A border collie named Saul led rescuers to his fallen owner, who injured his hip and many ribs after falling from a ridge in Tahoe National Forest.
After leading the Nevada County Sheriff’s Search & Rescue (NCSSAR) team to his injured owner, who had fallen 70 feet over a ridge in Tahoe National Forest, a dog has been dubbed a “real-life Lassie.”
A 53-year-old man and his border collie Saul were camping in Tahoe National Forest on Wednesday when the man fell 70 feet down a ridge, shattering his hip and many ribs, according to an NCSSAR Facebook post.
CalFire received the original report regarding the injured camper and contacted the NCSSAR team for assistance. NCSSAR dispatched 25 search and rescue volunteers into the Tahoe National Forest to locate the dog’s owner. The NCSSAR volunteers found the man on their first day of searching, but Saul was credited with the rescue.
“True credit goes to the subject’s k9 Border Collie that ran through the forest approximately 200 yards and in true ‘LASSIE’ fashion to flag down two searchers and led them back to the subject,” NCSSAR wrote on Facebook.
“The dog jumped up and down, spun around in circles, and ran 20 feet ahead of them,” said Sgt. Haack, who was communicating with the team from a nearby command post. One of the volunteers radioed Haack and told him they were going to follow the dog as they believed he was trying to lead them somewhere.
“We didn’t put a whole lot of faith in it,” Haack told the New York Times. “But I do put a lot of faith in our searchers because they’re extremely good at what they do.”
Not only did Saul lead the team directly to his owner, but he did it so quickly that the man was airlifted to a hospital within eight hours of when he first called 911.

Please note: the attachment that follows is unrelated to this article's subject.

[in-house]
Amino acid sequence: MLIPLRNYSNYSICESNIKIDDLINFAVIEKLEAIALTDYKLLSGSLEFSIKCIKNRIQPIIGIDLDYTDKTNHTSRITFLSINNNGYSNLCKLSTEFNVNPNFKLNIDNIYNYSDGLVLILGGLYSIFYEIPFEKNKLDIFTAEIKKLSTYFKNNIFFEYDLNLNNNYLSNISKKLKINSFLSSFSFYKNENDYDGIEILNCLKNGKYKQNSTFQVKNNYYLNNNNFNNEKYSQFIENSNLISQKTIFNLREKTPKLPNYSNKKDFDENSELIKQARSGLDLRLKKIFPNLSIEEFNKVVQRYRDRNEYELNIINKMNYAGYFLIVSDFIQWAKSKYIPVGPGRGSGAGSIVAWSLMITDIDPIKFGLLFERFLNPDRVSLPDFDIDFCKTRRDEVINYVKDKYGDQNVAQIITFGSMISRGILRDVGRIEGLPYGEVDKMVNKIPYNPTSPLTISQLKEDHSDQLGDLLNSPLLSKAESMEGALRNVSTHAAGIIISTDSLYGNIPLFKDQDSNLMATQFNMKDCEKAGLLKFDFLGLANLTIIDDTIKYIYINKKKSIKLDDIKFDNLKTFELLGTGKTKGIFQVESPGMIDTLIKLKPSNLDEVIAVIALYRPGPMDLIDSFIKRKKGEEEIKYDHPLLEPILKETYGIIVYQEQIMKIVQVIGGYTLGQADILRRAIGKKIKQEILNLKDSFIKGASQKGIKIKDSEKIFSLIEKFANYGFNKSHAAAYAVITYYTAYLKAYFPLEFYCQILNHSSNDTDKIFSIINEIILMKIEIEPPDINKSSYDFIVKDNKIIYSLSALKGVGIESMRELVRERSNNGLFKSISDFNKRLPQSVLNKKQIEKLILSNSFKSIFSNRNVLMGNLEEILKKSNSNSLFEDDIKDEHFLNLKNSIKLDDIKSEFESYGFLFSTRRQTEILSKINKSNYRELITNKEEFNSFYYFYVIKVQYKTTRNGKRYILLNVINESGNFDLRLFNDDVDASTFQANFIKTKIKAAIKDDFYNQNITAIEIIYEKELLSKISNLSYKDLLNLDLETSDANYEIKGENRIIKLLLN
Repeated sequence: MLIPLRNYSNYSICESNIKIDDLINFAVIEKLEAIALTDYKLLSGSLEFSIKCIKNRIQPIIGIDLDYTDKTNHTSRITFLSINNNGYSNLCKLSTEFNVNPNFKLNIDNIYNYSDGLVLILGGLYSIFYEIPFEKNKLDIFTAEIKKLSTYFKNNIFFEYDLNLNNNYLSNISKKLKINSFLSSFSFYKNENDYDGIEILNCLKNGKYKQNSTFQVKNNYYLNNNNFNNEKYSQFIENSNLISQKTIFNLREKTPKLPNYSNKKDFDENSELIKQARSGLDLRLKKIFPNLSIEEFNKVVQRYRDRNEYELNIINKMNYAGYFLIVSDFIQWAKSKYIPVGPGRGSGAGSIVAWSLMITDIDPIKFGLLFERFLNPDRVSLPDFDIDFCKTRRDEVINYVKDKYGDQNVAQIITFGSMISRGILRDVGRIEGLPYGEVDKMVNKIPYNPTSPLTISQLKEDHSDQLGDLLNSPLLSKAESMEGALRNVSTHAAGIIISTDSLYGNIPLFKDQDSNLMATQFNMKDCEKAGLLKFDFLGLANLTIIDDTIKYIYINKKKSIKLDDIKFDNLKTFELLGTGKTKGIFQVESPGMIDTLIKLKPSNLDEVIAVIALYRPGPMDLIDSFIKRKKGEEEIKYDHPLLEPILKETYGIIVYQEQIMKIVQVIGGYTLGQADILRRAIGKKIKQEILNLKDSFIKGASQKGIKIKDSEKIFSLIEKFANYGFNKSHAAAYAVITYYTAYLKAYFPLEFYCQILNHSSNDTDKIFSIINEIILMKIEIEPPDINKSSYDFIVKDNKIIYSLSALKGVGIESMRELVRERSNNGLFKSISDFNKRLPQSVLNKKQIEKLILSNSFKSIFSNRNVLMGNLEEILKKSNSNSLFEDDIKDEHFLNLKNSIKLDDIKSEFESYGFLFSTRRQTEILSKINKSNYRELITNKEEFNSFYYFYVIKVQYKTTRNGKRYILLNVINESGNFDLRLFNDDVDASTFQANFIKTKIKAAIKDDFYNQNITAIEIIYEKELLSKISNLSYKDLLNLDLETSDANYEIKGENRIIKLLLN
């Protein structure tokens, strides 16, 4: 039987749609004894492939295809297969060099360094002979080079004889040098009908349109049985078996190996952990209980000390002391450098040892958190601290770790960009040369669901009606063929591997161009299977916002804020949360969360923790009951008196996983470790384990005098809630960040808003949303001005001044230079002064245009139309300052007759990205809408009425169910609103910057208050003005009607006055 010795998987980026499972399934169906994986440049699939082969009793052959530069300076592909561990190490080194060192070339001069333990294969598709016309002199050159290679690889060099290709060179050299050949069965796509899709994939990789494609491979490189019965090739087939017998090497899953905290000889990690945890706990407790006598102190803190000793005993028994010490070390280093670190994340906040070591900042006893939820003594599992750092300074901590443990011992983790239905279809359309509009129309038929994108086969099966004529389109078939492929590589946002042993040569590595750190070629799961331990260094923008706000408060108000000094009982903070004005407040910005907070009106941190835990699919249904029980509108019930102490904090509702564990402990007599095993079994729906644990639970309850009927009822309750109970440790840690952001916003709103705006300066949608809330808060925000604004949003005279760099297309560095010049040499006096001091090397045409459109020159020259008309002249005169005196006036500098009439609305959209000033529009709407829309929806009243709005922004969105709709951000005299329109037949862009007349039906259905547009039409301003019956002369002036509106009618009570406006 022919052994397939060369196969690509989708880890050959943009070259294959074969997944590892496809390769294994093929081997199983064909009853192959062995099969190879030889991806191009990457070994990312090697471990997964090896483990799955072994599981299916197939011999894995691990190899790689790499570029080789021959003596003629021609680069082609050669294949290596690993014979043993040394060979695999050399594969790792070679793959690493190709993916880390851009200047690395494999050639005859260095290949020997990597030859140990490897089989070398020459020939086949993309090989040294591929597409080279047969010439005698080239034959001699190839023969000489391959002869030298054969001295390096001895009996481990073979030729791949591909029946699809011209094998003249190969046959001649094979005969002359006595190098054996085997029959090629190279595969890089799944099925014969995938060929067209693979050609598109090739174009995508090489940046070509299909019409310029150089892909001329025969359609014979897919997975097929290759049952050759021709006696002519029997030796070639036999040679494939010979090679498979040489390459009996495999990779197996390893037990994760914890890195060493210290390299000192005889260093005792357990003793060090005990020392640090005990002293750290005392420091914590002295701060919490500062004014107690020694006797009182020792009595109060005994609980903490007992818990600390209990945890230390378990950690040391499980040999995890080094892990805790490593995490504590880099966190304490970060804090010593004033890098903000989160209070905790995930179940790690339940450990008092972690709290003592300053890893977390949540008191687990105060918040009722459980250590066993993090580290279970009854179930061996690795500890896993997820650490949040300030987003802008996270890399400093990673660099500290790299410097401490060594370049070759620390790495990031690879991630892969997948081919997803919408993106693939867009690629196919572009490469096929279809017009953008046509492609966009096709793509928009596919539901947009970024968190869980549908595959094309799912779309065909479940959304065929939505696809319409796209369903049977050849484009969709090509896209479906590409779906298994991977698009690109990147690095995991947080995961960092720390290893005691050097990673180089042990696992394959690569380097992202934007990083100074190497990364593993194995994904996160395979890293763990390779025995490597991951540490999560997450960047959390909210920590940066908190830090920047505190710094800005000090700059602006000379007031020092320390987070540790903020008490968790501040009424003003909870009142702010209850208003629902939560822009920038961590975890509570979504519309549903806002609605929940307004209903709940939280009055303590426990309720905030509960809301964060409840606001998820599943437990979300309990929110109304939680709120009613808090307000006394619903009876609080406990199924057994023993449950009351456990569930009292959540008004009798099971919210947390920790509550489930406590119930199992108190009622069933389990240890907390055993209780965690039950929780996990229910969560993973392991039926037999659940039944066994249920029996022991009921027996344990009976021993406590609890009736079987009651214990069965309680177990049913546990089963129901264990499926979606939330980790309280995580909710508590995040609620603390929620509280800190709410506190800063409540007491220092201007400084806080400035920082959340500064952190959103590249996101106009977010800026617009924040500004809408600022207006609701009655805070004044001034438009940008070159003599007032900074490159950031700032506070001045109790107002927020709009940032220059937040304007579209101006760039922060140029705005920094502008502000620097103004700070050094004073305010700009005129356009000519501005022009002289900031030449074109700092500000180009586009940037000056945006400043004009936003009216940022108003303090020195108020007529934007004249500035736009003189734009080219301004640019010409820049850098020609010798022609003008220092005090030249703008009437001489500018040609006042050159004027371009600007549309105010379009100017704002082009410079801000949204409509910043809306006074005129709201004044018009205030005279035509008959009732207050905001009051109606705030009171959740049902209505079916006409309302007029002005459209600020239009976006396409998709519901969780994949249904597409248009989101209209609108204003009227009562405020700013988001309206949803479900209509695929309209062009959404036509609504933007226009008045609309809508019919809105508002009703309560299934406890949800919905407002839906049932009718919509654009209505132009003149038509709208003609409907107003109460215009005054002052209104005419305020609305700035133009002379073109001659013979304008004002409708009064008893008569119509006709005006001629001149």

When rescuers headed by Saul arrived at the injured man, they carefully moved him out of the jungle, and an air ambulance flew him to a hospital for treatment. The next day, Saul saw the owner he had helped save.
According to NCSSAR, Saul was treated to a “well-deserved” meal and spent the night at a local animal sanctuary during their day apart.
Most dogs want to rescue their owners if given the opportunity
While there are several cases of canine companions assisting their owners, Saul’s ability to seek assistance and direct rescuers to his owner isn’t as typical as we may imagine. In a similar situation, just about a third of dogs would seek help on their own, according to 2020 research from Arizona State.
Nonetheless, researchers discovered that a dog’s reaction to its owner’s grief had more to do with its training and understanding than with its desire to aid the person. According to tests, most dogs desire to save their owners if given the chance—they simply need to know how.
“What’s fascinating about this study is that it shows that dogs really care about their people,” one of the lead authors of the study wrote. “Even without training, many dogs will try and rescue people who appear to be in distress—and when they fail, we can still see how upset they are. The results from the control tests indicate that dogs who fail to rescue their people are unable to understand what to do—it’s not that they don’t care about their people.”